Traning Archives

The Importance of Training With Other People

I am unsure if it is just human nature or a precedence that society has imposed upon us, but as a general rule the majority of us like to try and accomplish things on our own. Myself, I am just as guilty as the next person, call it a matter of pride, or as my wife calls it – stubbornness! No matter what you may call it, there isn’t any better feeling then starting a tough project and accomplishing the end result without assistance from anyone else.

When I started training a little over two and half years ago I had a large degree of this pride-(stubbornness) and I was personally going to train my dog to be one of the best bird dogs in the country. Mind you I had never trained a dog before. Yes I had assisted my father working his Springers to quarter and flush, but we never cared about them being steady, hell, I didn’t even know there was such a thing as steady. Not knowing any better in my mind, all I had to do was have a dog that could sniff out a bird, flush it up into the air, I would shoot it (at least attempt to anyway), and the dog would bring it back to me. Sounds pretty simple, right?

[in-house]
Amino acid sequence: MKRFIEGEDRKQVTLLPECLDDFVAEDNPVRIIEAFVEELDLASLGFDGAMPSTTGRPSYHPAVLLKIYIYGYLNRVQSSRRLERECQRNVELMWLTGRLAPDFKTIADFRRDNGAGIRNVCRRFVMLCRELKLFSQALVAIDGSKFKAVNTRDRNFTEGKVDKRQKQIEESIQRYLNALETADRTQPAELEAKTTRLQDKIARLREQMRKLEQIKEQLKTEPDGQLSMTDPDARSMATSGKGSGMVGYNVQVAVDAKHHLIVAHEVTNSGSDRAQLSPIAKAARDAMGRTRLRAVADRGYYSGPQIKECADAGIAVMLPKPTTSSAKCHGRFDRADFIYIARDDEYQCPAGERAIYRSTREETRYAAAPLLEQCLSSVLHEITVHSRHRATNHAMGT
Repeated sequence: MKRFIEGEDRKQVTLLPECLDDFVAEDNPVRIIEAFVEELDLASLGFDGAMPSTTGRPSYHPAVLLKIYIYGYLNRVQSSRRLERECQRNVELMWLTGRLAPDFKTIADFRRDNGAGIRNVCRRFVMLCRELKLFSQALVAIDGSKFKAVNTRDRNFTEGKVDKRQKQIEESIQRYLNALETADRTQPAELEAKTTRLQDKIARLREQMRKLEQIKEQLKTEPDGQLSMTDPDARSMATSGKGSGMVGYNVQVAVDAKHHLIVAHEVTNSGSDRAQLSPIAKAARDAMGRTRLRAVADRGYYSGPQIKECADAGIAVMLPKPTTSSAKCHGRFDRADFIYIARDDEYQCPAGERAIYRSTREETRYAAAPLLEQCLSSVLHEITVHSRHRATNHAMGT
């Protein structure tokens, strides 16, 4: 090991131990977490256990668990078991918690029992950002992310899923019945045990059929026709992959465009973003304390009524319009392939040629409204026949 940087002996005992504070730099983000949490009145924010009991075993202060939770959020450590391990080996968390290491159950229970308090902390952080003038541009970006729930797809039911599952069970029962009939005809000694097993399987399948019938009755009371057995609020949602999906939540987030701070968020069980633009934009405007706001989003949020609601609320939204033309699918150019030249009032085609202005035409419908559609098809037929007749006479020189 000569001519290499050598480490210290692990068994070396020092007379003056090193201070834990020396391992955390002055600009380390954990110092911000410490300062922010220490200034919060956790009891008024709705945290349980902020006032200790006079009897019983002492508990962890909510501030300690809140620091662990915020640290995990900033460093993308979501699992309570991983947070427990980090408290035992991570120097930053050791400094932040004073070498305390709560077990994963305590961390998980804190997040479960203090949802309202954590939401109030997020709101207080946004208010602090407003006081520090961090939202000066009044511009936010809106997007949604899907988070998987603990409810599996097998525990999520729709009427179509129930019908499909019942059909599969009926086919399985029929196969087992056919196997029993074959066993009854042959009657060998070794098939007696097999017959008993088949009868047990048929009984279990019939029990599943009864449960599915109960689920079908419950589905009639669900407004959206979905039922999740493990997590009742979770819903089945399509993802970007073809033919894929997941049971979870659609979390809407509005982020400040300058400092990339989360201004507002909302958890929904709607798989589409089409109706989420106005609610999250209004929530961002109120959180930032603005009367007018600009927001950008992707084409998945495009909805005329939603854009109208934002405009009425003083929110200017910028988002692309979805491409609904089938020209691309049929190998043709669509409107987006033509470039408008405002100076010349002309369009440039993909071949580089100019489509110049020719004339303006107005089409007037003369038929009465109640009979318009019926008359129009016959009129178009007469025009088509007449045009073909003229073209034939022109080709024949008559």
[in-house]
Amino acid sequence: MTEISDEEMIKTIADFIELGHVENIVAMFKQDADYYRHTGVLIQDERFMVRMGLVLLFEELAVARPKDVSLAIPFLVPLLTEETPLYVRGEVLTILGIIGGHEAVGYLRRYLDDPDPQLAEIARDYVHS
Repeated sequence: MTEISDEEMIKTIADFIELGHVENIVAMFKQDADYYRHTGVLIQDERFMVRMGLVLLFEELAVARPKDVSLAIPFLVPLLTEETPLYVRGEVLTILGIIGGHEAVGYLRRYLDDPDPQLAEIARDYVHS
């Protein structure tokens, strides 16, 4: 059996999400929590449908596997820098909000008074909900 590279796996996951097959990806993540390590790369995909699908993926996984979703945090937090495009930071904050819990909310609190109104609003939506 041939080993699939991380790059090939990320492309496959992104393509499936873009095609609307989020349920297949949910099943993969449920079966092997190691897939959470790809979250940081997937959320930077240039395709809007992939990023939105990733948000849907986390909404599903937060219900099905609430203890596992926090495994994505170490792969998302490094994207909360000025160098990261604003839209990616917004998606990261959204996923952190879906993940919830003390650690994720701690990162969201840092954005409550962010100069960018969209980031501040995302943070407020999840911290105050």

It was now December of 2003 and Remington (ACS) was a little over 4 months old. We had been playing fetch with a tennis ball doused with quail scent; I had shot the blank pistol around him. I was smart enough not to just fire off a shotgun over him. Remington knew how to sit, he frequently came to me blowing on a whistle, and he quartered to a certain degree. My dog was ready; we were going grouse hunting and I was all set to limit out. Boy, was I wrong in my thinking. In my excitement about hunting my dog I had forgotten some key items: Remington had never seen a bird in the wild, and he had never really been in the woods. Up until this point all of the training was done strictly on the back lawn and the woods were entirely too exciting for me to keep control over him. That was the end of my bird hunting with my new dog for that year.